From Chicken Soup for the Golfer's Soul The Second Round

The Dying Light

I line up the six-foot putt. All is quiet, save for a few people talking quietly in the distance. Slowly, I take the putter back and stroke the ball. For a split-second, the ball rolls toward the hole, then slides decidedly off to the right, like a car exiting a freeway long before its destination.

“Maybe you’d like to try something else, ” says the young salesman, watching from beside the artificial-turf putting green.

For an instant, our eyes meet. I am standing in one of the West Coast’s largest golf shops, and a young man twenty-five years my junior is telling me—behind his veneer of entrepreneurial etiquette—that I cannot putt.

After thirty-two years of golf frustration, it’s time, I’ve decided, to face the reality that I can no longer blame my ineptness on my irons or woods. Instead, I’ve decided to blame it on my putter. So here I am shopping for a new one. After nine years, I am kissing my Northwestern Tour model good-bye for a younger, sleeker model.

I feel so cheap; alas, I am a desperate man. At forty-five, my golf game is going through a midlife crisis. And so emerges a belief, a hope, a desperate clinging to the idea that I can somehow buy my way back to respectability.

Long a believer that the swing, not the equipment, makes the golfer, I’ve scoffed at friends who plunk down hundreds of dollars to find “new and improved” clubs to help them once again hit the drives of their youth. I’ve chided them for seeing some pro win a tournament, then rushing out to buy the replica of the putter he used; after Jack Nicklaus’s stunning Masters win in 1986, who can forget that rush on putters whose heads were roughly the size of bricks? The golfer makes the club, I’ve long insisted—not the other way around.

But in recent years, my game has gone so far south that even my putter talks with a twang. Blame it on a schedule where golf now makes only a rare guest appearance. After months of not playing, I usually prepare for a round like I prepare for a yearly dental checkup: by flossing the night before—i.e., hitting a bucket of balls—and hoping I can fool the hygienist. Of course, it never works—in the dental chair or on the golf course.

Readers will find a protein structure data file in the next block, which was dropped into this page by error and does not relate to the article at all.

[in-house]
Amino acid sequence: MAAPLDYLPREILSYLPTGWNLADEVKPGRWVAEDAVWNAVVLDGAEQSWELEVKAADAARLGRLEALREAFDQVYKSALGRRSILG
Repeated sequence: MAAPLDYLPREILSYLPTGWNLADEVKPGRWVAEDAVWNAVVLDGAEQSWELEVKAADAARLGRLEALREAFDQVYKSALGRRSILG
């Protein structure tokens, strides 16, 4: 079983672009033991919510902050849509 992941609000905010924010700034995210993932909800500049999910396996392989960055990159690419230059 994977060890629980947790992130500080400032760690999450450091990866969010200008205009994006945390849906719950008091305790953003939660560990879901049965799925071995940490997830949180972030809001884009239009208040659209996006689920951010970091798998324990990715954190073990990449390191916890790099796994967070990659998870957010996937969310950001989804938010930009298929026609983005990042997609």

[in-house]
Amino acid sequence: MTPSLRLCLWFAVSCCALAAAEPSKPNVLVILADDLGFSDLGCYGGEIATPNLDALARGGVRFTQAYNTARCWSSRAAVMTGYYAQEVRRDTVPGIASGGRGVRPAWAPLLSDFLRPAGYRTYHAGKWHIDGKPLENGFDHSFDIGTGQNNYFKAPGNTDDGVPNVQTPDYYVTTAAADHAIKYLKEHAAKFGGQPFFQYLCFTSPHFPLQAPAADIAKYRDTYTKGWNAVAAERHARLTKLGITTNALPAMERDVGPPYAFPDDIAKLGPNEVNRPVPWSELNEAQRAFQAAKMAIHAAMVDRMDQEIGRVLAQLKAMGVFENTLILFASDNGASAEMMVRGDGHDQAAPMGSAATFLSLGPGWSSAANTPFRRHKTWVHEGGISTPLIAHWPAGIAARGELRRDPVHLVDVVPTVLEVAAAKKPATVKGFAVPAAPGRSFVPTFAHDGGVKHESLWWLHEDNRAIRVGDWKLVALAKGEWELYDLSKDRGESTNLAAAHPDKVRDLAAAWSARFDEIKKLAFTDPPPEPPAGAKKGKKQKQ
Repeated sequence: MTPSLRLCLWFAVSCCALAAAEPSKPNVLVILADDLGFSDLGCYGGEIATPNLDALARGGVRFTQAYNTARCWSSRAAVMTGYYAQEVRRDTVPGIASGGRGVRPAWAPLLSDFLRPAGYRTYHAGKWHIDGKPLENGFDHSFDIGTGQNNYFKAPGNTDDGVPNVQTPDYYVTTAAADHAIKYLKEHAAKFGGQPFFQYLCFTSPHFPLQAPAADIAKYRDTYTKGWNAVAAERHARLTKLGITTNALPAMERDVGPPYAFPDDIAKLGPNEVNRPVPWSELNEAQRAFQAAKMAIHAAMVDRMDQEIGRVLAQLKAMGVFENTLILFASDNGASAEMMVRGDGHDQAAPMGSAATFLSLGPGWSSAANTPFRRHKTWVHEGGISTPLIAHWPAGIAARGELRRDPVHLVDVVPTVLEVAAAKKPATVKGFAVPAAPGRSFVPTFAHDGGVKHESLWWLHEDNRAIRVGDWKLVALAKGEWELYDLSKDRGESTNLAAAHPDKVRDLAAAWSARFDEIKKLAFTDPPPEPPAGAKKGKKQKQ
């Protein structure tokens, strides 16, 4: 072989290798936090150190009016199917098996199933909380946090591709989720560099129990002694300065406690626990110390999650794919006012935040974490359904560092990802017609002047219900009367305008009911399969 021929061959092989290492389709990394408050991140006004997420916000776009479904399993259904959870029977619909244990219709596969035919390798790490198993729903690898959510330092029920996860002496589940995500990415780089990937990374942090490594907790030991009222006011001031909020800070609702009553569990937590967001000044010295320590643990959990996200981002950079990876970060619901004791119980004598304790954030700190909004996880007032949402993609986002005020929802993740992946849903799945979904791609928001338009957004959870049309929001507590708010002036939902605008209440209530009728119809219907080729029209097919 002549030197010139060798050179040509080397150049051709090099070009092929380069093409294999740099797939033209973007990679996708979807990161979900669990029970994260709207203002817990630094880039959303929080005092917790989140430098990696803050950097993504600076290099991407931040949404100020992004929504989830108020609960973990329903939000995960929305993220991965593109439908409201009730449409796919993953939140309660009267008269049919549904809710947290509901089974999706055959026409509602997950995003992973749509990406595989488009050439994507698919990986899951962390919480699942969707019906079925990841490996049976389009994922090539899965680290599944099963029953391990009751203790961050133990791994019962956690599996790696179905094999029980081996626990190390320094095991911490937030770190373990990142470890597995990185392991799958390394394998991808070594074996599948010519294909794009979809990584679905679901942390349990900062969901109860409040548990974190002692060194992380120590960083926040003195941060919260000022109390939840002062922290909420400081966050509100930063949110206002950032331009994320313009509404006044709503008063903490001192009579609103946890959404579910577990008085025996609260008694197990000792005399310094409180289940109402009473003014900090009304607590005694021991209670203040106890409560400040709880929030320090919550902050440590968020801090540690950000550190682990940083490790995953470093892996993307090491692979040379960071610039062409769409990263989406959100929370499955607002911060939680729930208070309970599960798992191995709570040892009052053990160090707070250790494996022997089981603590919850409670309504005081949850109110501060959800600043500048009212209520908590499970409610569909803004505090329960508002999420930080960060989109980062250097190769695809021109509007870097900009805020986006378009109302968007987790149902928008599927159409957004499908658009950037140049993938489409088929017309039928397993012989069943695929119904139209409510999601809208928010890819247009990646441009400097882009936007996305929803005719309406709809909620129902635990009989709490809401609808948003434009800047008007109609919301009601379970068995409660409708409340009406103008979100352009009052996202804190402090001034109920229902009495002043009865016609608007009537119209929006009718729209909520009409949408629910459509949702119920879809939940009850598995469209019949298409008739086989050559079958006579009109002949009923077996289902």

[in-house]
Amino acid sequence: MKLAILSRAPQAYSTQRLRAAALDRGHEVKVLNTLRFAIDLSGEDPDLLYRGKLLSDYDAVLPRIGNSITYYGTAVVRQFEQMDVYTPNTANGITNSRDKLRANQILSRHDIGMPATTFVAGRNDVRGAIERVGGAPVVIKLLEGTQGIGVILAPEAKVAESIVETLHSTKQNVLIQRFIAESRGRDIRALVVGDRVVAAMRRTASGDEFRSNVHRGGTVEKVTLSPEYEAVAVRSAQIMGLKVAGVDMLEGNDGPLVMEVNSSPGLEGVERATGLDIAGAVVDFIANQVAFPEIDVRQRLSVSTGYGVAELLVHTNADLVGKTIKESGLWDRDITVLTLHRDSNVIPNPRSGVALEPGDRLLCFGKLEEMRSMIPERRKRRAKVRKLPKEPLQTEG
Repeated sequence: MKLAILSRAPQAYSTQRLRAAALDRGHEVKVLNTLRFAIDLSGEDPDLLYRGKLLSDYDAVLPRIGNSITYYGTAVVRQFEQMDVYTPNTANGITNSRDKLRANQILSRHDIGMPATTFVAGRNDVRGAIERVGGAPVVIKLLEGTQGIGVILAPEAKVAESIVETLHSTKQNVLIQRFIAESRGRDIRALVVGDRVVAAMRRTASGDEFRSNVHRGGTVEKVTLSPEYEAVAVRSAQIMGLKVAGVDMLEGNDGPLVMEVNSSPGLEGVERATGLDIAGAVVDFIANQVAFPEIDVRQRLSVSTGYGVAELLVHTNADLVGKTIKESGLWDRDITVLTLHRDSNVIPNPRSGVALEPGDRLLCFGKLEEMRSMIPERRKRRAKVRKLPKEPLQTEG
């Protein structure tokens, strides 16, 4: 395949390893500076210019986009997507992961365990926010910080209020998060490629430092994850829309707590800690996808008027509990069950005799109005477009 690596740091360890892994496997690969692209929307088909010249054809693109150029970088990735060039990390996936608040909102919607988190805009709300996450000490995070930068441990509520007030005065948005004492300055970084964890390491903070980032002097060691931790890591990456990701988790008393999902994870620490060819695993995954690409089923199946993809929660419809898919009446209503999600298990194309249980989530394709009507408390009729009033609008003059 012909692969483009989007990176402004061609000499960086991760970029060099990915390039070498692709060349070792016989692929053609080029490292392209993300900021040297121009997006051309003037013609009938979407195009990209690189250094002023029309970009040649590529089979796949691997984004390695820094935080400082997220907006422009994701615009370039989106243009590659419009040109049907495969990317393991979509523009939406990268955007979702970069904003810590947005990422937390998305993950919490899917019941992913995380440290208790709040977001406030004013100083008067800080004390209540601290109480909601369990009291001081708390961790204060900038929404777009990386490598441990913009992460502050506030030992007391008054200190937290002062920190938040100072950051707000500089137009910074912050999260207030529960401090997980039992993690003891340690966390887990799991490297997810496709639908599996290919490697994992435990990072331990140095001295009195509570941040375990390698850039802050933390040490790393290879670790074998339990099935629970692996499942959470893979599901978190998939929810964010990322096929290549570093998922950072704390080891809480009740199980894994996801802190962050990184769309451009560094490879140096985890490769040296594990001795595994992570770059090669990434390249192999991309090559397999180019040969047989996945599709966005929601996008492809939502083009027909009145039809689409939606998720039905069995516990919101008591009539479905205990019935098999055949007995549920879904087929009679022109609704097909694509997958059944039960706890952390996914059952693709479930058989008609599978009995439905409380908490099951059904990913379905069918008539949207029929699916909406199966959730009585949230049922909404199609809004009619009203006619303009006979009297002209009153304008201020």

Blame it on a number of other excuses; the bottom line is that some sales kid who didn’t even start shaving until after the invention of the Big Bertha driver is now trying to help save my golf game.

I look up at the kid with one of those don’t-you-think-I know-what-I-need looks on my face, then put my pride on a leash. “Sure, let’s try something else.”

“If you’d like, you can go out on our real putting green and test them, ” says the young salesman.

The kid is nice—he’s only trying to help, after all—but something about this situation just doesn’t seem right. I take three putters, a couple of balls, and start walking toward the outdoor putting green.

“Uh, I’ll need you to leave your driver’s license, ” he says.

“I’ll only be, like, two hundred feet away, ” I say.

“Store policy.”

You gotta be kidding. What’s he think I’m going to do—take three putters and a couple of Titleists and hop the first plane to Mexico?

“Seriously?” I say, thinking that my slight balking will probably waive the mandate.


I look at the young man incredulously and say the only thing that’s left to say.

“But I’m your father. Doesn’t that count for something?”

“Sorry, store policy.”